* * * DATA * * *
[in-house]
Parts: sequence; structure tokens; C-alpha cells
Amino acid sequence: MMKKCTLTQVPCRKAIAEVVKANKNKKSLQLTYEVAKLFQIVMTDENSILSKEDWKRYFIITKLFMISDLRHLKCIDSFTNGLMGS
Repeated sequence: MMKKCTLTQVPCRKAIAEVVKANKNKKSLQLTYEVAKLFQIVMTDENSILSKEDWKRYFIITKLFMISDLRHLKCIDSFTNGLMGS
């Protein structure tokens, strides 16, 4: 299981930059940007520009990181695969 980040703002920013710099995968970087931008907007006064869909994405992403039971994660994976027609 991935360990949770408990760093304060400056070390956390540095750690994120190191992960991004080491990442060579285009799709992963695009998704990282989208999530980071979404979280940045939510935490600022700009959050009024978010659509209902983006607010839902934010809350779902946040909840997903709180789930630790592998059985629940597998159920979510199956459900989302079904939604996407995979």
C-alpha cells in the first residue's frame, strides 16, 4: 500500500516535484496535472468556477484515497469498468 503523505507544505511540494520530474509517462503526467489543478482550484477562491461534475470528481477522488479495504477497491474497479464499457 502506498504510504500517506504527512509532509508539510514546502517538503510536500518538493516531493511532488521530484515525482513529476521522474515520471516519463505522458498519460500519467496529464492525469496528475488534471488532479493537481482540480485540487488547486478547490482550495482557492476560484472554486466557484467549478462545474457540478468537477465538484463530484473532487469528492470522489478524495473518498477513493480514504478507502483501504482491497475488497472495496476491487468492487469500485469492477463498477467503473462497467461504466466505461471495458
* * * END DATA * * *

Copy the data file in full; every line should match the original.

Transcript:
[in-house]
Parts: sequence; structure tokens; C-alpha cells
Amino acid sequence: MMKKCTLTQVPCRKAIAEVVKANKNKKSLQLTYEVAKLFQIVMTDENSILSKEDWKRYFIITKLFMISDLRHLKCIDSFTNGLMGS
Repeated sequence: MMKKCTLTQVPCRKAIAEVVKANKNKKSLQLTYEVAKLFQIVMTDENSILSKEDWKRYFIITKLFMISDLRHLKCIDSFTNGLMGS
């Protein structure tokens, strides 16, 4: 299981930059940007520009990181695969 980040703002920013710099995968970087931008907007006064869909994405992403039971994660994976027609 991935360990949770408990760093304060400056070390956390540095750690994120190191992960991004080491990442060579285009799709992963695009998704990282989208999530980071979404979280940045939510935490600022700009959050009024978010659509209902983006607010839902934010809350779902946040909840997903709180789930630790592998059985629940597998159920979510199956459900989302079904939604996407995979």
C-alpha cells in the first residue's frame, strides 16, 4: 500500500516535484496535472468556477484515497469498468 503523505507544505511540494520530474509517462503526467489543478482550484477562491461534475470528481477522488479495504477497491474497479464499457 502506498504510504500517506504527512509532509508539510514546502517538503510536500518538493516531493511532488521530484515525482513529476521522474515520471516519463505522458498519460500519467496529464492525469496528475488534471488532479493537481482540480485540487488547486478547490482550495482557492476560484472554486466557484467549478462545474457540478468537477465538484463530484473532487469528492470522489478524495473518498477513493480514504478507502483501504482491497475488497472495496476491487468492487469500485469492477463498477467503473462497467461504466466505461471495458